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Help me identify this plant

  • Help me identify this plant

Can you tell me what this herbaceous plant is? I don't remember buying or planting it and I do not think it is a wild self-seeded plant.

Comments (20)

  1. Grower

    Rachel the Gardener

    It could possibly be a Penstemon? It looks familiar... !

  2. Grower

    Neil Moon

    Rachel, I can see why you think that. It may be a type I've not come across but I am not sure. It is truely herbaceous, disappearing in winter to shoot from the ground in spring. It spreads underground and is producing a small clump. Each shoot rises with Penstemon like leaves and then flowers at the end. I include another picture if that helps. I'd happily pot up a shoot for anyone who can answer me.

    • Help me identify this plant
  3. Grower

    Jim Edwards

    Hyacinthoides blue Danube ? Will post pictures of mine, little dickie birds carry the seeds, bless them.

  4. Grower

    Neil Moon

    Jim. Many thanks. I'll have to check it out.

  5. Grower

    Rachel the Gardener

    It's definitely not Hyacinthoides: their leaves are long and strappy, and all spring from ground level. This plant is clearly a herbaceous perennial rather than a bulb: it has leaves projecting from the stems all the way up. Not to mention that Hyacinthoides flowers have petals that curve sharply back at the tips, whereas these flowers appear to be much longer, and tube-shaped.

    If I'd seen the leaves but not the flowers, I would have said Campanula!

  6. Grower

    Jim Edwards

    Take another photo when the flowers are completely open

  7. Grower

    Rob Johnson, Green & Furry pet and garden care

    I've been pondering over this one for a few days now, yes the foliage is like that of pentstemon, however I thought it has flowers of the boraginceae, So how about this...... Moltkia, maybe suffruticosa?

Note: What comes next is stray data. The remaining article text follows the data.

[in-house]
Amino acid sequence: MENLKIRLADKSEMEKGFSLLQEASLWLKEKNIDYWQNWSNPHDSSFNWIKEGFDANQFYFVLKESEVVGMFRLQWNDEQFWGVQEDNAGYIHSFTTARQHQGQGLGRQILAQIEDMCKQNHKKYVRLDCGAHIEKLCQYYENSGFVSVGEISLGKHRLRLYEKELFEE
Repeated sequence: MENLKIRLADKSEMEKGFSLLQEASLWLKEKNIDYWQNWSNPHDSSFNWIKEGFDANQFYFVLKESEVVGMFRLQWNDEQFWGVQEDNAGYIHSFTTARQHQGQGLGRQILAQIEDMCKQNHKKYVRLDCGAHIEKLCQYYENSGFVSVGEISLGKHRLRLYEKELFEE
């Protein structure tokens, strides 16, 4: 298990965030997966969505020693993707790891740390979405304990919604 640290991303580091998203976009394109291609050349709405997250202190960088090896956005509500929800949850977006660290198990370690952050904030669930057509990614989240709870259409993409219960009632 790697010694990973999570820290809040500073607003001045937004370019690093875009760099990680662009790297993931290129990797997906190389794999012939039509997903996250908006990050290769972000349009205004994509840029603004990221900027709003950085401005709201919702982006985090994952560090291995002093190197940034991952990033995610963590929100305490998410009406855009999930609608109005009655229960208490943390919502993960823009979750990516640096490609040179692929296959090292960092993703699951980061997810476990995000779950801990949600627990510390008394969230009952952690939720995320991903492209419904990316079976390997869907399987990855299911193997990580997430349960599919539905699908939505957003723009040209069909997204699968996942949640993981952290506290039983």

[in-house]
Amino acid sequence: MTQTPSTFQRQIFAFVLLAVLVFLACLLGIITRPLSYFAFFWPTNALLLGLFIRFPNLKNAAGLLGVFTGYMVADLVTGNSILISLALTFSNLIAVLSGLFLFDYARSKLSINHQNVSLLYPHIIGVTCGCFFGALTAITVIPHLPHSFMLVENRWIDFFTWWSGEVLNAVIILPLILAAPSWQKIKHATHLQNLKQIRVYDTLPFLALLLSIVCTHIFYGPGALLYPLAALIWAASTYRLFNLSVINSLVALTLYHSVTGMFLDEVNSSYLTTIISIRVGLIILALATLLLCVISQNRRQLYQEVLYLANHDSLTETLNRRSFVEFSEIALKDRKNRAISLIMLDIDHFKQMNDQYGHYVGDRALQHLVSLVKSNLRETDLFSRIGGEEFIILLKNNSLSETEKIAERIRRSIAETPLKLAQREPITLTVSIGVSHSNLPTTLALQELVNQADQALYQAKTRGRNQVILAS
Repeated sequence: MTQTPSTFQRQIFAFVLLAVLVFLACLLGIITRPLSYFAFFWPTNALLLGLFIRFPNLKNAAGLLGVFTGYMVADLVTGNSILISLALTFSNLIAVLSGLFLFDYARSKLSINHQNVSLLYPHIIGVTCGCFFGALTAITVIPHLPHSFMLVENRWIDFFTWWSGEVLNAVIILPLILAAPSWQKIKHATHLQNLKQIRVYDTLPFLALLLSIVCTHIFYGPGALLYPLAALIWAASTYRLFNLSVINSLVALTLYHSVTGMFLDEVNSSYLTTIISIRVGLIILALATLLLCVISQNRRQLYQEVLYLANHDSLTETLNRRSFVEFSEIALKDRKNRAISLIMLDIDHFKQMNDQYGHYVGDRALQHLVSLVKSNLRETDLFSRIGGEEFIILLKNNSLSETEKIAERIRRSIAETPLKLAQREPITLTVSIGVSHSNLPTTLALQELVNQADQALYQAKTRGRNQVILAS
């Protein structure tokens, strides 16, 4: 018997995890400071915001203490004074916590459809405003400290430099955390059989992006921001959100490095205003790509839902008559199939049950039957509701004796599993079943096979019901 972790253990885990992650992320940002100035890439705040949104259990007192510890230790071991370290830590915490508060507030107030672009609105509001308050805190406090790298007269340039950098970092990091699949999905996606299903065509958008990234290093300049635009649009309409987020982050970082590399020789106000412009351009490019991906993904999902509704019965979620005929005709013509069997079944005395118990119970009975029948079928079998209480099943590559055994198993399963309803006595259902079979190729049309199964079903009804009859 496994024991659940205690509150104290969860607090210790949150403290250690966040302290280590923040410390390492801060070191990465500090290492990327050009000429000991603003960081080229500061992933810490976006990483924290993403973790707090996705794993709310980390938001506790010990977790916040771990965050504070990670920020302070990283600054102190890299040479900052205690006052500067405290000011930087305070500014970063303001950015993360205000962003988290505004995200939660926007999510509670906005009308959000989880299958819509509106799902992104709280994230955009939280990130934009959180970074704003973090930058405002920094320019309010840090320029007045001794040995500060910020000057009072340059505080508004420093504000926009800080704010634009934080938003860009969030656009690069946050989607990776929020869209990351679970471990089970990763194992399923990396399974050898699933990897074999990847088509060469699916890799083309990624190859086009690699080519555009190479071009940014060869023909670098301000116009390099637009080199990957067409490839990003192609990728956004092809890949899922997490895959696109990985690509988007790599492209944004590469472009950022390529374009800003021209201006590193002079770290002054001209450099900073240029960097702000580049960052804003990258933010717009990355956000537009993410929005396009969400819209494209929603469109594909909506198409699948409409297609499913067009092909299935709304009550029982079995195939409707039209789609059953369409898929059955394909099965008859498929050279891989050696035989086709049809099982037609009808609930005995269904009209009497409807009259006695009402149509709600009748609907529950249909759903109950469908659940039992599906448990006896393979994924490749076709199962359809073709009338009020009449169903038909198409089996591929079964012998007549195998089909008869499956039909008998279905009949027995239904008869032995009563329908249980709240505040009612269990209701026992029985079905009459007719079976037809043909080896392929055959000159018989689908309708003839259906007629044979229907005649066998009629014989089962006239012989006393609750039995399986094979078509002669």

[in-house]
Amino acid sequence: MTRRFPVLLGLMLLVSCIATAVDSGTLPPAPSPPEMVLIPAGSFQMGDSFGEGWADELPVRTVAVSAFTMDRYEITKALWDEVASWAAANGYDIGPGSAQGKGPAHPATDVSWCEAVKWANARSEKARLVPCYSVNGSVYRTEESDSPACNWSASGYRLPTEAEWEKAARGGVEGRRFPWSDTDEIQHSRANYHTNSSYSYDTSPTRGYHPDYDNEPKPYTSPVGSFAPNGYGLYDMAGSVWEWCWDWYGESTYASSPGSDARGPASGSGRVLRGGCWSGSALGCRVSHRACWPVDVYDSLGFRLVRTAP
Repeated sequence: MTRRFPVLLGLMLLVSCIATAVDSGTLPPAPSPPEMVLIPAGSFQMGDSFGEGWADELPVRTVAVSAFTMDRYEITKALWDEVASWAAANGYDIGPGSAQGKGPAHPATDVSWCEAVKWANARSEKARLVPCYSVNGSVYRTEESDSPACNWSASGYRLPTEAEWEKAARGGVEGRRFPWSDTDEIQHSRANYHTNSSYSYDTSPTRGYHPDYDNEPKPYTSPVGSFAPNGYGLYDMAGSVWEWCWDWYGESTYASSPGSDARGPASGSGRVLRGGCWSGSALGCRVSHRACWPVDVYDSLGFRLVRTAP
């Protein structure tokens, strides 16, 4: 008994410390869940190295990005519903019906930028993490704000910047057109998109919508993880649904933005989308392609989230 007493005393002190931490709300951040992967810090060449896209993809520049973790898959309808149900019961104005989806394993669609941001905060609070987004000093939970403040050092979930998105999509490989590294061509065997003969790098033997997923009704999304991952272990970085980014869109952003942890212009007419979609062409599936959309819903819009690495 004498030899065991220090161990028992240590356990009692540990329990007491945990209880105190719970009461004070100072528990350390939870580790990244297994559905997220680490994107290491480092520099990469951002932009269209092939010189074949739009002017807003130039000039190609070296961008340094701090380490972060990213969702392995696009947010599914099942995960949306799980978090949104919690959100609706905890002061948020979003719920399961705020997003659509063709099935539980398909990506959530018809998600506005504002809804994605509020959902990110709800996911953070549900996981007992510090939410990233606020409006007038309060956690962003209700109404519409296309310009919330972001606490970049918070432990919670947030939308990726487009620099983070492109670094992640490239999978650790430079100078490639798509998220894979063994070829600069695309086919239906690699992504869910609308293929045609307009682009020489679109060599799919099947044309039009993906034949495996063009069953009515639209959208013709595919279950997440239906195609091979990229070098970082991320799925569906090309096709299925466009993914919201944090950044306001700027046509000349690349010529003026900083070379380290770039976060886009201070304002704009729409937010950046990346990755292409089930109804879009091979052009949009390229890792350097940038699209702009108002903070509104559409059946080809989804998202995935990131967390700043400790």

8. Grower

    Neil Moon

    Rob, I think you have it. Its certainly a Moltkia but I think its Paramoltkia doerfleri now that I have found it on Google. Thank you for your pondering. I would never have found this without you. I am now going to read all about it and find out how to propagate it. I be happy to share it when I have.

  9. Grower

    Rob Johnson, Green & Furry pet and garden care

    I was wondering what the flowers reminded me of, comfrey perhaps, then I saw it it one of my reference books on Mediterranian wild flowers where I recalled seeing it before. Anyway, very close to more familiar lithospermums in which paramoltkia is sometimes included. So for once, Google was not involved, I used the old fashioned way.
    Best of luck in your quest to propagate it!!

  10. Grower

    Jim Edwards

    Well done Rob, you've, nailed it.Hopleys are listing this as a very expensive plant.
    Not like comfrey which we grow for their large compostable leaves and too early for bellflowers.
    They,re rhyzamatous so you can let spread and divide also save seed to propogate.
    I like blue in the garden and the nature of the flowers on this are delightful.
    I wonder how it arrived on your patch?